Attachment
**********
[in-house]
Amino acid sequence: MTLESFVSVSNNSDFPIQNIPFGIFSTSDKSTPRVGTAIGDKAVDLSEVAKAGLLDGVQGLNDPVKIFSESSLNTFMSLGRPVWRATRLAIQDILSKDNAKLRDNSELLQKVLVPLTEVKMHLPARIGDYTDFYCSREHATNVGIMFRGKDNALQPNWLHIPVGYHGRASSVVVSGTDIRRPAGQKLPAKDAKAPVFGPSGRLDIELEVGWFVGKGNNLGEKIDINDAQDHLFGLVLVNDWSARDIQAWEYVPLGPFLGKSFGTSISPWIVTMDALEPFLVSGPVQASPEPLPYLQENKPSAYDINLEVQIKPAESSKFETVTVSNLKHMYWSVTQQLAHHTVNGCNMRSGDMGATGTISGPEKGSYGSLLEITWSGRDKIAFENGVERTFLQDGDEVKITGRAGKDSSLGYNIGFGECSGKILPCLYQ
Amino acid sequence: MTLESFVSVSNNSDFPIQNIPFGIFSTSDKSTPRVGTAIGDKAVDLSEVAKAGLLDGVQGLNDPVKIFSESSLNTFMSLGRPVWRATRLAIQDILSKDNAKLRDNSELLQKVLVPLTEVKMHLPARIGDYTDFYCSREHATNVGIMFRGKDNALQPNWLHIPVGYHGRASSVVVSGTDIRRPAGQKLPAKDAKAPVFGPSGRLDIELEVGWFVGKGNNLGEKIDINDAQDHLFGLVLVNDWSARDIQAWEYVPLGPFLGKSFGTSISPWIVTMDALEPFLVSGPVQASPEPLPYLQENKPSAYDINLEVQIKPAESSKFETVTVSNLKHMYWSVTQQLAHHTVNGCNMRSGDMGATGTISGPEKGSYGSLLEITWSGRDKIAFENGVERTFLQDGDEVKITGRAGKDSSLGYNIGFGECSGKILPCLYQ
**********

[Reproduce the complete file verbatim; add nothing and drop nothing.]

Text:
[in-house]
Amino acid sequence: MTLESFVSVSNNSDFPIQNIPFGIFSTSDKSTPRVGTAIGDKAVDLSEVAKAGLLDGVQGLNDPVKIFSESSLNTFMSLGRPVWRATRLAIQDILSKDNAKLRDNSELLQKVLVPLTEVKMHLPARIGDYTDFYCSREHATNVGIMFRGKDNALQPNWLHIPVGYHGRASSVVVSGTDIRRPAGQKLPAKDAKAPVFGPSGRLDIELEVGWFVGKGNNLGEKIDINDAQDHLFGLVLVNDWSARDIQAWEYVPLGPFLGKSFGTSISPWIVTMDALEPFLVSGPVQASPEPLPYLQENKPSAYDINLEVQIKPAESSKFETVTVSNLKHMYWSVTQQLAHHTVNGCNMRSGDMGATGTISGPEKGSYGSLLEITWSGRDKIAFENGVERTFLQDGDEVKITGRAGKDSSLGYNIGFGECSGKILPCLYQ
Amino acid sequence: MTLESFVSVSNNSDFPIQNIPFGIFSTSDKSTPRVGTAIGDKAVDLSEVAKAGLLDGVQGLNDPVKIFSESSLNTFMSLGRPVWRATRLAIQDILSKDNAKLRDNSELLQKVLVPLTEVKMHLPARIGDYTDFYCSREHATNVGIMFRGKDNALQPNWLHIPVGYHGRASSVVVSGTDIRRPAGQKLPAKDAKAPVFGPSGRLDIELEVGWFVGKGNNLGEKIDINDAQDHLFGLVLVNDWSARDIQAWEYVPLGPFLGKSFGTSISPWIVTMDALEPFLVSGPVQASPEPLPYLQENKPSAYDINLEVQIKPAESSKFETVTVSNLKHMYWSVTQQLAHHTVNGCNMRSGDMGATGTISGPEKGSYGSLLEITWSGRDKIAFENGVERTFLQDGDEVKITGRAGKDSSLGYNIGFGECSGKILPCLYQ